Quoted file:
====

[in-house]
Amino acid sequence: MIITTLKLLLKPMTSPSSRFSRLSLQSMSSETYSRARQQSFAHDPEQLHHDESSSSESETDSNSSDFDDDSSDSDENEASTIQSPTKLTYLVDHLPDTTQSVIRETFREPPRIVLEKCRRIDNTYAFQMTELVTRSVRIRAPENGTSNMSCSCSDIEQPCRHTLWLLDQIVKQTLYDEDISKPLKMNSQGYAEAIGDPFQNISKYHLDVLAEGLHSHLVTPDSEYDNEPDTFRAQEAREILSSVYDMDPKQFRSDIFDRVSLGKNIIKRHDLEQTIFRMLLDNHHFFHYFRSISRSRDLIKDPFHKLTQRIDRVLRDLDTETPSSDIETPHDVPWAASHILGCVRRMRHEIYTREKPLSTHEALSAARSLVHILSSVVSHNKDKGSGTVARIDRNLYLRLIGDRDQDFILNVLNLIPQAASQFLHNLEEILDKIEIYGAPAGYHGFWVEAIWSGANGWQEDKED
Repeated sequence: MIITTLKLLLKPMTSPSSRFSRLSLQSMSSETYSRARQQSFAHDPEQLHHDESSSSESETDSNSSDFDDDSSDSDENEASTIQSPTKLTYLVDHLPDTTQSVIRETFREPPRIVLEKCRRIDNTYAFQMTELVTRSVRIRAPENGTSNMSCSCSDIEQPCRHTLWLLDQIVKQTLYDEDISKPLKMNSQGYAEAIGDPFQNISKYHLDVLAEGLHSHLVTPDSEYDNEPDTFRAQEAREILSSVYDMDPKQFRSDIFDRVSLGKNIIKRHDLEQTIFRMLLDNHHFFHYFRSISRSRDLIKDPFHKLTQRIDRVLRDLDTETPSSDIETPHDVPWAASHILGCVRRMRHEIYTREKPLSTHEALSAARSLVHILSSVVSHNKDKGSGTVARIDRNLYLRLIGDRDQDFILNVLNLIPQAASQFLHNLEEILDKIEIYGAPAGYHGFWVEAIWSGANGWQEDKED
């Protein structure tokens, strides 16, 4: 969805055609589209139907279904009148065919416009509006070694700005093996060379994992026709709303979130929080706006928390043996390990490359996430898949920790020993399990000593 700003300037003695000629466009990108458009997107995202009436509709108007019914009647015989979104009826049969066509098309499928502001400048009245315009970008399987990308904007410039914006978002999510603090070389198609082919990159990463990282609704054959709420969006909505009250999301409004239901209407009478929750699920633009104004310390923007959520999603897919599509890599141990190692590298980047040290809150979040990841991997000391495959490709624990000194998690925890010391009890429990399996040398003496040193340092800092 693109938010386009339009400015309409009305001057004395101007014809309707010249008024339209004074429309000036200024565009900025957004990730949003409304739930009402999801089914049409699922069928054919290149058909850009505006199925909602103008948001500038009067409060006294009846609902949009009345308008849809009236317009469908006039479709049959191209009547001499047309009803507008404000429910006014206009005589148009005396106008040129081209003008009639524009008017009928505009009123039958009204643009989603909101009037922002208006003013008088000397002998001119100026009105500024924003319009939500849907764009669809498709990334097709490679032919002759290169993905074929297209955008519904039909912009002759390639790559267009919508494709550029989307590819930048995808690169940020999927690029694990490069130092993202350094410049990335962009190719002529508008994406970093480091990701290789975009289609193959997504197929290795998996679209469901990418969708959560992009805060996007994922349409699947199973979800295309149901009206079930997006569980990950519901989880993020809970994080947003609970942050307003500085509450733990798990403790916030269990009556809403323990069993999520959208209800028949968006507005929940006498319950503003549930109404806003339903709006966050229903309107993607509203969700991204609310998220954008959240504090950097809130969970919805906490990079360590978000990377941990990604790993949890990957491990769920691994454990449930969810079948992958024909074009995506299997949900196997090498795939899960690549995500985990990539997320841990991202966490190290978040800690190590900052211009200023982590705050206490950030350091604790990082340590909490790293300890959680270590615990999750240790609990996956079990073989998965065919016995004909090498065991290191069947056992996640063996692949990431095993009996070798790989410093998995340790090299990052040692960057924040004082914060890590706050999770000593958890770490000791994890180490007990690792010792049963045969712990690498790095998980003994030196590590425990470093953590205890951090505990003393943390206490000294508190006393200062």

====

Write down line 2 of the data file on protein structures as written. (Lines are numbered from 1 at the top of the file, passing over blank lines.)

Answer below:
Amino acid sequence: MIITTLKLLLKPMTSPSSRFSRLSLQSMSSETYSRARQQSFAHDPEQLHHDESSSSESETDSNSSDFDDDSSDSDENEASTIQSPTKLTYLVDHLPDTTQSVIRETFREPPRIVLEKCRRIDNTYAFQMTELVTRSVRIRAPENGTSNMSCSCSDIEQPCRHTLWLLDQIVKQTLYDEDISKPLKMNSQGYAEAIGDPFQNISKYHLDVLAEGLHSHLVTPDSEYDNEPDTFRAQEAREILSSVYDMDPKQFRSDIFDRVSLGKNIIKRHDLEQTIFRMLLDNHHFFHYFRSISRSRDLIKDPFHKLTQRIDRVLRDLDTETPSSDIETPHDVPWAASHILGCVRRMRHEIYTREKPLSTHEALSAARSLVHILSSVVSHNKDKGSGTVARIDRNLYLRLIGDRDQDFILNVLNLIPQAASQFLHNLEEILDKIEIYGAPAGYHGFWVEAIWSGANGWQEDKED